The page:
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Tibet Geography

  • by Zoe
  • Last Updated: 2023-03-16
The south Tibetan valley

The Tibet Autonomous Region is located in southwestern China, covering an area of 1.23 million square kilometers, accounting for about 1/8 of China's total land area. Among China's provinces and regions, it is second only to the Xinjiang Uyghur Autonomous Region in area, which is equivalent to the total area of the five countries of Britain, France, Germany, the Netherlands and Luxembourg. Tibet is adjacent to the Xinjiang Uygur Autonomous Region and Qinghai Province to the north, Yunnan Province and Sichuan Province to the east and southeast, and Myanmar, India, Bhutan, Nepal and other countries from the east to the west to the south and west.

Known as the latest uplift with the largest area and the highest elevation, Tibetan Plateau is honored as the "Roof of the World" and the "Third Pole of the Earth". Tibet is the main part of the Tibetan Plateau.

Administrative Region of Tibet

Golden summit of Mt.Everest

Tibet is divided into seven prefecture-level administrative regions. Among them, Lhasa, the smallest one, is the capital with the well-known landmark Potala Palace. Nagqu is the largest prefecture in the north of Tibet with wild prairies. The famous Mount Everest stands at the junction between Shigatse prefecture and Nepal. Mount Kailash lies in Ngari prefecture. Besides, there are three other prefectures of Lhoka, Nyingchi and Chamdo.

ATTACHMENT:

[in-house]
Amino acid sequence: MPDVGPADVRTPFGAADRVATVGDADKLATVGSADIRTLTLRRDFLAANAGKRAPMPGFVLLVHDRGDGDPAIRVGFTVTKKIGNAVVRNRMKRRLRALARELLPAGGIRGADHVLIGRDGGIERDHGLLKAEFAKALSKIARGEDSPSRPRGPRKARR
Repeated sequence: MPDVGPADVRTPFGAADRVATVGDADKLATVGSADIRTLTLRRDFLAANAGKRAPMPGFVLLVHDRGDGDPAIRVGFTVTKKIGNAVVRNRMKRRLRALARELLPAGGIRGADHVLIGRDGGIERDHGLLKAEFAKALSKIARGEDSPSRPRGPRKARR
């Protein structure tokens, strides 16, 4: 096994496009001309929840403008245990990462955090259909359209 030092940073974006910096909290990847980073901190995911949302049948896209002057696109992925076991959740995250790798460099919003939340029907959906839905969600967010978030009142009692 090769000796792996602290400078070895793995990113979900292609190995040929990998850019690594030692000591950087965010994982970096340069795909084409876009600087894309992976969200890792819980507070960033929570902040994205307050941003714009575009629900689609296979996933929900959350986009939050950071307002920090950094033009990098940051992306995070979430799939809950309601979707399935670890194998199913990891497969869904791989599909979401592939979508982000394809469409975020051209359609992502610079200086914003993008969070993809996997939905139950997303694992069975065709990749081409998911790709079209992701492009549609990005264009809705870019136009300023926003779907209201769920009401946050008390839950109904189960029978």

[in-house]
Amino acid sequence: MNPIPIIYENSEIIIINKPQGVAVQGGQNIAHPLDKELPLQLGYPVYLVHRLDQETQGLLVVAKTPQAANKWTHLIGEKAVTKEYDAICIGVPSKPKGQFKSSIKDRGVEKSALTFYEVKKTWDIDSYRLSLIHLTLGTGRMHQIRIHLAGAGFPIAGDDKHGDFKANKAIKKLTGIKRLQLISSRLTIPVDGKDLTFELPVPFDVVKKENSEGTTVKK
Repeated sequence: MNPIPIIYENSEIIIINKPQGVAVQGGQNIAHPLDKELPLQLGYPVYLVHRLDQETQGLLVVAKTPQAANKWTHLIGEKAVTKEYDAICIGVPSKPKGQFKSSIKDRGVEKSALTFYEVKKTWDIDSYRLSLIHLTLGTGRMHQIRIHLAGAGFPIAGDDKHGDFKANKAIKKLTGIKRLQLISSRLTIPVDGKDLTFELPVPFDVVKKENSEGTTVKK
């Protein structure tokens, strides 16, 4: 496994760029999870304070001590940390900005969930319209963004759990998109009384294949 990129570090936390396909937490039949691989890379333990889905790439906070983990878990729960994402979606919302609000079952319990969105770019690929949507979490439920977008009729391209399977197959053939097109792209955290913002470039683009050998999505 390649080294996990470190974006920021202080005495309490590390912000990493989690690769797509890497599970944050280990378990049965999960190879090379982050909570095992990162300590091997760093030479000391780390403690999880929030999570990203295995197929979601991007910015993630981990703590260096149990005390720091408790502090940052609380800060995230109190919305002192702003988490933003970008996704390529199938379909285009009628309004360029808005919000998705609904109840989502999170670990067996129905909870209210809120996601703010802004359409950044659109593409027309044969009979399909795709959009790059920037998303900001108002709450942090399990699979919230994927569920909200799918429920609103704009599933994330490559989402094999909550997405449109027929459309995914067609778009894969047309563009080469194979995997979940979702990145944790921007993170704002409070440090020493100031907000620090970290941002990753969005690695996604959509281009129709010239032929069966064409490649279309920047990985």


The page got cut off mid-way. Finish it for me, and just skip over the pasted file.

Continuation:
Terrain and Mountains of Tibet

The Tibet Autonomous Region has an average elevation of more than 4000 meters and is the main part of the Tibetan Plateau. The terrain is complex and diverse, with a variety of sceneries, including high and steep mountains, cliffy and deep gorges, glaciers, bare stones, Gobi, and other landform types. The landform can be roughly divided into the Himalayas Alpine Region, the South Tibetan Valley, the North Tibetan Plateau and the East Tibetan Alpine Valley.

1. The Himalayas Alpine Region, located in southern Tibet, consists of several mountain ranges that extend roughly from east to west, with an average elevation of about 6000 meters. Mount Everest, located on the border between China and Nepal in Tingri County, Tibet, has an elevation of 8848.86 meters and is the highest peak in the world. The top of the Himalayas is covered with snow and ice all year round, and the climate and landforms on the north and south sides are quite different.

Tibetan Antelope in North Tibetan Plateau

2. The South Tibetan Valley is located between the Gangdise Mountains and the Himalayas, where the Yarlung Tsangpo River and its tributaries flow through. There are many river flatlands and lake basin valleys of different widths. The terrain is plain and the soil is fertile, so it's the main agricultural area in Tibet.

3. The North Tibetan Plateau is located between the Kunlun Mountains, Tanggula Mountains, Gangdise Mountains and Nyenchen Tanglha Mountains, which account for two-thirds of the total area of the Tibet Autonomous Region. It consists of a series of round and gentle hills with many basins among them. It is the main pastoral area in Tibet.